Fighting a war zone

Nikiski residents up in arms over unwelcome shooting range

Posted: Monday, August 23, 2004

If I wanted to live in a war zone, I'd move to Iraq. But I didn't have to do that.

Unfortunately, the war zone came to me and to many of my neighbors in Nikiski. We had no warning of it, until the shooting started, one weekend in July.

It's not as if Nikiski residents have never fired guns in our neighborhood; a lot of them do. But this was more than just a few guys drinking beer and blasting at targets. It went on for days, and all of one night, waking me up each morning to continuous bursts of rifle and machine gun fire. It was shock and awe, as if Baghdad had suddenly been relocated next door. And it has kept on going nearly every day since then.

The source of this unwelcome barrage of gunfire turns out to be an organization called Front Sight, headquartered in Las Vegas. They run a 550-acre resort near that city, catering to wealthy gun fanatics and featuring no less than 13 shooting ranges. They bill themselves as promoters of self-defense and soldiers in the war against crime. As such, they offer a program of firearms training courses for every kind of weapon. Their founder, a former chiropracter named Dr. Ignatius Piazza, started Front Sight in response to a gang shooting in his neighborhood. I guess he thinks this gives his organization the right to invade other peoples' neighborhoods and start shooting.

Nevada wasn't big enough for Front Sight. They decided to expand their operation to Alaska, and somehow selected Nikiski as the ideal sight for another resort. For this operation, they put forth a more wholesome, family-oriented theme, offering guided hunting and fishing trips, canoeing, rock climbing and a kids' day camp. All of which is hardly objectionable and wouldn't have caused much of a stir, but they had to include the shooting ranges along with it.

They quietly bought up 320 acres at the end of Eagles Avenue and obtained permits for the shooting ranges. The Alaska State Troopers and borough officials whom I contacted tell me this was legal because there are no zoning laws in this area to prevent such invasive land use. Maybe, being Outsiders, they just thought this was the pristine wilderness, in the middle of nowhere, and nobody would mind. But their location is surrounded by residential neighborhoods, and plenty of us do mind.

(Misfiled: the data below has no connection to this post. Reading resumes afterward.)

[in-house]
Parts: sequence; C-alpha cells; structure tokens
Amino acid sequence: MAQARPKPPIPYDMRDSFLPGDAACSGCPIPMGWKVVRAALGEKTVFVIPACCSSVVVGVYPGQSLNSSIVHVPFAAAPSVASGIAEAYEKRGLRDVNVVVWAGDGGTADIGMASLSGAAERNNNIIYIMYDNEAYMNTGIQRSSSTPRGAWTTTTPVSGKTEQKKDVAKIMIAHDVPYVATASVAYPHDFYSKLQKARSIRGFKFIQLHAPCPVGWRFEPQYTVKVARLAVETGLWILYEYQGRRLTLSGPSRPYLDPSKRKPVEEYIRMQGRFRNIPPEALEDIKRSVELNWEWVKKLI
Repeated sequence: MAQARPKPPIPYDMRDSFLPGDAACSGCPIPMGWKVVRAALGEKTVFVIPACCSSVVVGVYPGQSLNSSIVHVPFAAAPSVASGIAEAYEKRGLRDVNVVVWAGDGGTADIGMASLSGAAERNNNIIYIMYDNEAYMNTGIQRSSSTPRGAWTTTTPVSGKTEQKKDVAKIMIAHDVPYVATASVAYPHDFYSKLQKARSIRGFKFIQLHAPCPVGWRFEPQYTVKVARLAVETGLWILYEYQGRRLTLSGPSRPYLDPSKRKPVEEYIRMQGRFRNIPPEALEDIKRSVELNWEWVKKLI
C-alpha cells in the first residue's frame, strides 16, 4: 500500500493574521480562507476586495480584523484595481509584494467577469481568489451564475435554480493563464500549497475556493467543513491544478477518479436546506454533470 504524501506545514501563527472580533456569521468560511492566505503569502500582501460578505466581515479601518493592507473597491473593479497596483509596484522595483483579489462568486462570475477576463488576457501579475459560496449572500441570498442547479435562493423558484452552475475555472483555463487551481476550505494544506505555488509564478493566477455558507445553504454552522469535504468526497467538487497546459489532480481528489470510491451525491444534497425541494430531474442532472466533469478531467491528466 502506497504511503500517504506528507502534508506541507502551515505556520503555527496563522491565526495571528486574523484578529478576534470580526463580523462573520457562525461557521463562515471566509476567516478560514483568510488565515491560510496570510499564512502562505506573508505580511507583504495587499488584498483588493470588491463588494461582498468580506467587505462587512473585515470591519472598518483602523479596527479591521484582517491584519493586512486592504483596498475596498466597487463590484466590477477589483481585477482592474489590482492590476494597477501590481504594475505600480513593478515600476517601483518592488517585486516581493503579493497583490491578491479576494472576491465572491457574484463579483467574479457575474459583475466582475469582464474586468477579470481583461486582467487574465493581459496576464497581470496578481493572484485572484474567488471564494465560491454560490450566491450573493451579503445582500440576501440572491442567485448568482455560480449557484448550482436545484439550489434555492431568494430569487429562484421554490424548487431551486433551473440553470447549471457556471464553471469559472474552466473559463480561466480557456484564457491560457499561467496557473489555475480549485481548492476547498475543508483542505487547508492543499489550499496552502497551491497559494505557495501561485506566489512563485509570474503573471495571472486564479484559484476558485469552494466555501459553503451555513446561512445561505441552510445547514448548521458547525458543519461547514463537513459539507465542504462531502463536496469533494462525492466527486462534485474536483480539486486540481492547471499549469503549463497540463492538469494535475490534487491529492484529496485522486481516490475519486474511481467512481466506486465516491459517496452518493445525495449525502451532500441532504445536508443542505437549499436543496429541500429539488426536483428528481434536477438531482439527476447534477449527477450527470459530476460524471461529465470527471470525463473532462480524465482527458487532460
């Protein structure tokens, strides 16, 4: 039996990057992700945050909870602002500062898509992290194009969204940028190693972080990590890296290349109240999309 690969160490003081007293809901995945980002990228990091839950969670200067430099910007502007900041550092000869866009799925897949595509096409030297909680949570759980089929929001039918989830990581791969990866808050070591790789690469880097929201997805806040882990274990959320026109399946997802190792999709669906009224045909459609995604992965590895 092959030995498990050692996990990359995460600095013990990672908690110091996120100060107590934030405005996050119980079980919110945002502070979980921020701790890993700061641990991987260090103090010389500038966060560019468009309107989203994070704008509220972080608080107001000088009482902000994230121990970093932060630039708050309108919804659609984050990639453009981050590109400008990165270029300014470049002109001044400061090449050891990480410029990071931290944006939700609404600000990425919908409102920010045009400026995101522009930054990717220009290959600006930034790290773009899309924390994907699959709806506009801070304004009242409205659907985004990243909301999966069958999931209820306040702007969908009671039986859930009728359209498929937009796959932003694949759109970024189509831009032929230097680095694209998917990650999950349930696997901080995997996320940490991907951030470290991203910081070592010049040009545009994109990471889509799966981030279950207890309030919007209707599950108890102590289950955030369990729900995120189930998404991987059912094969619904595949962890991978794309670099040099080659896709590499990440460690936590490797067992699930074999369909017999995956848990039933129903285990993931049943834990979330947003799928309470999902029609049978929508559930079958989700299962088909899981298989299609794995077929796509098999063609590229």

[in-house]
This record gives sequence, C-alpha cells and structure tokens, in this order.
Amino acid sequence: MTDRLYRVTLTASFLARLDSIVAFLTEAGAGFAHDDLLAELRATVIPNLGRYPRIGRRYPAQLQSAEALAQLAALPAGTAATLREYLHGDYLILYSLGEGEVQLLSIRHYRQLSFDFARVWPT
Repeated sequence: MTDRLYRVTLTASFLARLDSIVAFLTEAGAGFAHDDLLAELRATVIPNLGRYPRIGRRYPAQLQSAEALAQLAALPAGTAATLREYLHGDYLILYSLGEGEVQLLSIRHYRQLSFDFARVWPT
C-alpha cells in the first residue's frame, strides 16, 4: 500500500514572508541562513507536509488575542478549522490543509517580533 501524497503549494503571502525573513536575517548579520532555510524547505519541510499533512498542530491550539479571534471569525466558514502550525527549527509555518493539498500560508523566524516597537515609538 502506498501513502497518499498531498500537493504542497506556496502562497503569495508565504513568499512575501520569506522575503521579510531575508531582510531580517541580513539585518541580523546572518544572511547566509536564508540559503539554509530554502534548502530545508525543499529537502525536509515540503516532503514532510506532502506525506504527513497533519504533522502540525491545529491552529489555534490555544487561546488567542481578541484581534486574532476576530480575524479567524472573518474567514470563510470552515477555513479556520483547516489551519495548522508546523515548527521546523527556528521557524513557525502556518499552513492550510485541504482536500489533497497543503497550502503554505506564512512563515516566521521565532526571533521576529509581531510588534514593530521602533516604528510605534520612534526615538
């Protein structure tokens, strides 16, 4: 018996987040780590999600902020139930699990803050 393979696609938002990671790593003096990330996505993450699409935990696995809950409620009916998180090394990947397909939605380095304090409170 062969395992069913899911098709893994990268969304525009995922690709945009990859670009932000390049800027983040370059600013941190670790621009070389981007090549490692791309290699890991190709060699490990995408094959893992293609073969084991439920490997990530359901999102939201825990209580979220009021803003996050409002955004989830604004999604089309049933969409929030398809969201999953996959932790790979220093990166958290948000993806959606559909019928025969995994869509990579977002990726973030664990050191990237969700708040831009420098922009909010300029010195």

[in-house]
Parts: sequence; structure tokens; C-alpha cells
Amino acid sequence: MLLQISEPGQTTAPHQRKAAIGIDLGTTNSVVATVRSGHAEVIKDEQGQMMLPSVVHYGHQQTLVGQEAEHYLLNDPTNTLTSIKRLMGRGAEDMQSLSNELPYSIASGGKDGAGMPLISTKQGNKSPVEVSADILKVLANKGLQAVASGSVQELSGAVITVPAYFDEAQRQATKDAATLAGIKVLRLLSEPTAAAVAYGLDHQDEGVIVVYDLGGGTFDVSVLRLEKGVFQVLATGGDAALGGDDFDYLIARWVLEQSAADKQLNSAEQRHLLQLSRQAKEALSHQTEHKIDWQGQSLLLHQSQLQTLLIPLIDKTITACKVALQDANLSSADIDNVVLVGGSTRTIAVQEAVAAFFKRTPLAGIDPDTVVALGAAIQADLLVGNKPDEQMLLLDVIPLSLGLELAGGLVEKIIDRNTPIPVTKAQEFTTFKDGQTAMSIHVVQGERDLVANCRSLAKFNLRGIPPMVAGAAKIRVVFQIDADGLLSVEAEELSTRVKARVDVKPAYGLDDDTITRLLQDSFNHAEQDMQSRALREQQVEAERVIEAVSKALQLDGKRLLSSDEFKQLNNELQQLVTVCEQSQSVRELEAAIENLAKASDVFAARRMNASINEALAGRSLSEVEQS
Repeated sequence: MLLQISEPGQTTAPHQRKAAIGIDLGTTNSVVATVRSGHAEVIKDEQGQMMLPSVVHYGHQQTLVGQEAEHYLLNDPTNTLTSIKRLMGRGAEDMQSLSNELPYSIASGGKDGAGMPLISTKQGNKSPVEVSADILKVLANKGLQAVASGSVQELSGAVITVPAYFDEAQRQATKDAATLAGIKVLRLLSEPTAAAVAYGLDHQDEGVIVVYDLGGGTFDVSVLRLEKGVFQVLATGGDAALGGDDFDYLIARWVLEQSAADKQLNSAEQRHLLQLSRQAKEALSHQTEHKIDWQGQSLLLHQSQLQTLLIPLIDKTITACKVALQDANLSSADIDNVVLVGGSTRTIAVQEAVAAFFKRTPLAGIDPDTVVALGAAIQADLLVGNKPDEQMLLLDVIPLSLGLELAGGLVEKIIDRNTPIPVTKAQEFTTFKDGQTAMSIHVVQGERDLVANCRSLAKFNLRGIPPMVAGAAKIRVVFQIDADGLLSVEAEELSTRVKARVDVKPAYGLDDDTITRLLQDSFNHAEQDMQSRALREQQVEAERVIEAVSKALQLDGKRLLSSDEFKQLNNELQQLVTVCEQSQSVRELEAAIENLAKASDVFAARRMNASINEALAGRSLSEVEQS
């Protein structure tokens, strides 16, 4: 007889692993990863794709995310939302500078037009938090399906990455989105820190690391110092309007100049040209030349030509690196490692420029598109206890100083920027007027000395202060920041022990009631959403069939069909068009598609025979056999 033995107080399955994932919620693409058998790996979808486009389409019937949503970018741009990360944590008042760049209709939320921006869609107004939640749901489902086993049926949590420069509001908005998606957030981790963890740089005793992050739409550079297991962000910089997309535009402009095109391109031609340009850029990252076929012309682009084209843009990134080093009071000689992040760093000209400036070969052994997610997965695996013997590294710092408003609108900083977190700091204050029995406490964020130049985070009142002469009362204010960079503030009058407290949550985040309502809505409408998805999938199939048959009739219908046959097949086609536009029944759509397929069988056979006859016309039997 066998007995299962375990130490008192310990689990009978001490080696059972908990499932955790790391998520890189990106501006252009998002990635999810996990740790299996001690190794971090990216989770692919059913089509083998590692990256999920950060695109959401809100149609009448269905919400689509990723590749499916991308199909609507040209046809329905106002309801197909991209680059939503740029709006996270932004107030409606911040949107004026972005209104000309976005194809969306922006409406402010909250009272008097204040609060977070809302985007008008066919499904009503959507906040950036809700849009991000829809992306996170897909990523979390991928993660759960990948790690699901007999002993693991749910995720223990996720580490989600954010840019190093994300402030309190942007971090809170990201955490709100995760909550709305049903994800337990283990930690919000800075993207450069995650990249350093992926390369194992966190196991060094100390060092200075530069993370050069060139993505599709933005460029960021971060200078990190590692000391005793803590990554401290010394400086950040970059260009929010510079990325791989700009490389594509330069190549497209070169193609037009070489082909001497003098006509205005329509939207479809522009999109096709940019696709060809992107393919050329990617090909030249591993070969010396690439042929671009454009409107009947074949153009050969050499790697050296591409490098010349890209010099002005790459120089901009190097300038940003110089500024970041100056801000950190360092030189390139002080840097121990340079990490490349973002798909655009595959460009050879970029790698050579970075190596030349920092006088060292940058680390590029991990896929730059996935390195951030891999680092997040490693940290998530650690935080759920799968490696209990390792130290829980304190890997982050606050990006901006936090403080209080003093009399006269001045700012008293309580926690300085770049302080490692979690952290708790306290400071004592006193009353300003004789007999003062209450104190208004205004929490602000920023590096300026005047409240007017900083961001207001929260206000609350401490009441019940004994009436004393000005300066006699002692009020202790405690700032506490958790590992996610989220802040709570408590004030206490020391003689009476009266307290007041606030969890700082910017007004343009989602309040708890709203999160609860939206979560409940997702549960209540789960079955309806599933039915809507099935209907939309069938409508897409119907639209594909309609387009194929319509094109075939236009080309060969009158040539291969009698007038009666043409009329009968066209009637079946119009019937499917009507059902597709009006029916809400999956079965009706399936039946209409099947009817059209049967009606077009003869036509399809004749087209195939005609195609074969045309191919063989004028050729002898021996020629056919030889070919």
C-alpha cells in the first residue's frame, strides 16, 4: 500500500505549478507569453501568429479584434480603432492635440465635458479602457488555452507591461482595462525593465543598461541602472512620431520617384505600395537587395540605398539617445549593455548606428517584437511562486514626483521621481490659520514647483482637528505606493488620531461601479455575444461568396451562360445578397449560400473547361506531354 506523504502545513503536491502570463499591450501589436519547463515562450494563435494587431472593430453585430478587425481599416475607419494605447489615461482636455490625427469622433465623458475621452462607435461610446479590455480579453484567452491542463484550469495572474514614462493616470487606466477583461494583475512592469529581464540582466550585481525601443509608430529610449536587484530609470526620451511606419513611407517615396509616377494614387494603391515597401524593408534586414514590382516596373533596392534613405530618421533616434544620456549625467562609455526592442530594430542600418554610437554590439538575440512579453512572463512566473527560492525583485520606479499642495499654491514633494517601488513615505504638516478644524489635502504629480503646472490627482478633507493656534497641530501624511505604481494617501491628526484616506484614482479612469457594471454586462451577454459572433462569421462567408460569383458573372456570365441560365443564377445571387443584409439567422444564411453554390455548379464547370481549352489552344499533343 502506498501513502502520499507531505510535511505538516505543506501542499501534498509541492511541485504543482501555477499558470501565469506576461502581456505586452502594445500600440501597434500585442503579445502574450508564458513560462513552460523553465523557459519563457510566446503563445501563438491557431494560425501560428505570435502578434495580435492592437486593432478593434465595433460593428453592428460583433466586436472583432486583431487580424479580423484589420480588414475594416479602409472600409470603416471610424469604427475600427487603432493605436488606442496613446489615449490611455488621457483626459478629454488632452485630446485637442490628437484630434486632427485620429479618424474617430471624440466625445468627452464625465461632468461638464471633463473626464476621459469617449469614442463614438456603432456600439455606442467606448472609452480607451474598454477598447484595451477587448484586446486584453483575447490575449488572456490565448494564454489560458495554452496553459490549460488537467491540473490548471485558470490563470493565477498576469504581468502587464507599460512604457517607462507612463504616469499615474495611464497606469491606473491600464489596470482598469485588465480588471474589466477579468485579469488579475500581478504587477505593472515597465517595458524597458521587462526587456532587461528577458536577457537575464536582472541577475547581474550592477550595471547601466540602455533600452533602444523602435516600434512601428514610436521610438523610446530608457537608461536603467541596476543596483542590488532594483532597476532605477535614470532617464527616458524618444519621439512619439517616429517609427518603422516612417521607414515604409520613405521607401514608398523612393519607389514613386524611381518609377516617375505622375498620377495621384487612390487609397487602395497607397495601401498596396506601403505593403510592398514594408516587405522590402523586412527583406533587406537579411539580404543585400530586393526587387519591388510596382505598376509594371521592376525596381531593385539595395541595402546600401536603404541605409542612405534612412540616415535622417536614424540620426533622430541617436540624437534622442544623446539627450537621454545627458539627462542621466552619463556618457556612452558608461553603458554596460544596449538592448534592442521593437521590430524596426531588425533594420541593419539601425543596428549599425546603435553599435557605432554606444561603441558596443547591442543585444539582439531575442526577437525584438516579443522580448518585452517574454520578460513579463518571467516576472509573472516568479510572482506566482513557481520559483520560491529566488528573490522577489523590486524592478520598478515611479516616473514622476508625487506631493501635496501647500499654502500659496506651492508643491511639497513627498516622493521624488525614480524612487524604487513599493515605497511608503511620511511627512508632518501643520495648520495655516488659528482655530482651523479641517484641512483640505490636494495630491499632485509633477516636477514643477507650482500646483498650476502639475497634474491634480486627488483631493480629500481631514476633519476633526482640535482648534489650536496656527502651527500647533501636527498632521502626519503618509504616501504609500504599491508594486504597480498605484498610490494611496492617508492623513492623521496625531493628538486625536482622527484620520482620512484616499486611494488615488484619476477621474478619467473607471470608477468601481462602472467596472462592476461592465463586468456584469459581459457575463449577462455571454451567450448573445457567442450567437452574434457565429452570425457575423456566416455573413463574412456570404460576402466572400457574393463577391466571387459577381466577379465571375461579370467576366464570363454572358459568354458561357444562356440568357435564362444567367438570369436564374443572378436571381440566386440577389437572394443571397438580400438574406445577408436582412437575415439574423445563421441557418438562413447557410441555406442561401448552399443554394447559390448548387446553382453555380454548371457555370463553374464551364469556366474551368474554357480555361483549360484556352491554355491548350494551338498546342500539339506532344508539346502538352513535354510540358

There may have been no law requiring Front Sight to inform their neighbors of their intention, but if they were truly the clean, up-front professional organization they claim to be, they would have at least had the common sense to meet with us and listen to our concerns. But they did no such thing. They just opened up and started shooting.

Their range is located less than 100 yards from several homes. The noise level is too loud to block out by closing the windows; it invades the airspace of everyones' living rooms. One resident tells me his windows rattle like an earthquake is shaking them, and bullets have gone whizzing over the front of his house. He and his family hesitate to step outside when the shooting is going on, for fear of catching one of those bullets in their bodies. His wife says she went onto Front Sight's property one day to complain and was met by a hostile man who told her to go obtain some sexual intercourse and mind her own business.

"I don't come to your house and ask if you're running a meth lab, do I?" he told her. Another neighbor says his kids are afraid to play outside, because of bullets flying through his yard. People living several miles away have complained about the noise. Most of us moved to this area for its atmosphere of peace and quiet and cannot believe it is legal for someone to violate that so blatantly.

Front Sight's Web site says they want to give their rich, trigger-happy clients a "quality Alaskan experience," but they don't care about destroying the quality of life for Alaska residents who live near their resort. They strongly support everyones' second amendment rights but disregard the right of ordinary people to have peace and quiet in a residential neighborhood.

They say they are making America safer, but having stray bullets flying through your front yard doesn't sound very safe to me. They claim to have a "friendly, professional staff" at their facility, but their response to my neighbor says otherwise. In all the wide open spaces of Alaska, they easily could have chosen a location far away from people's homes, but they did not. Apparently Alaskans are just third-world peons to them, and they don't want to hear our objections. And what, if anything, are they contributing to our community and economy? Their employees all come from somewhere else, and at the end of the summer they will take their profits back to Nevada with them. And this is not the end of it. Their plans for the resort call for "multiple shooting ranges." The shock and awe is just going to get worse. They seem to have plenty of money to throw around to get whatever they want.

Does this outrage you as much as it does me? I urge the residents of Nikiski to fight back. Let our representatives know that we don't want to live in a war zone, and keep the complaints coming. Squeaky wheels get the grease, after all. I also urge the residents of other communities to make their feelings known. Don't join Front Sight's club; don't support them financially. Don't plan on taking a vacation at their resort, and if you have relatives from the Lower 48 who want to visit, urge them to make reservations somewhere else. Front Sight, with their arrogant Imperialist attitude toward the people of Nikiski, is not an organization we want in our state.

Laura Faeo has been a Nikiski resident for 15 years and works at Kenai Peninsula College.

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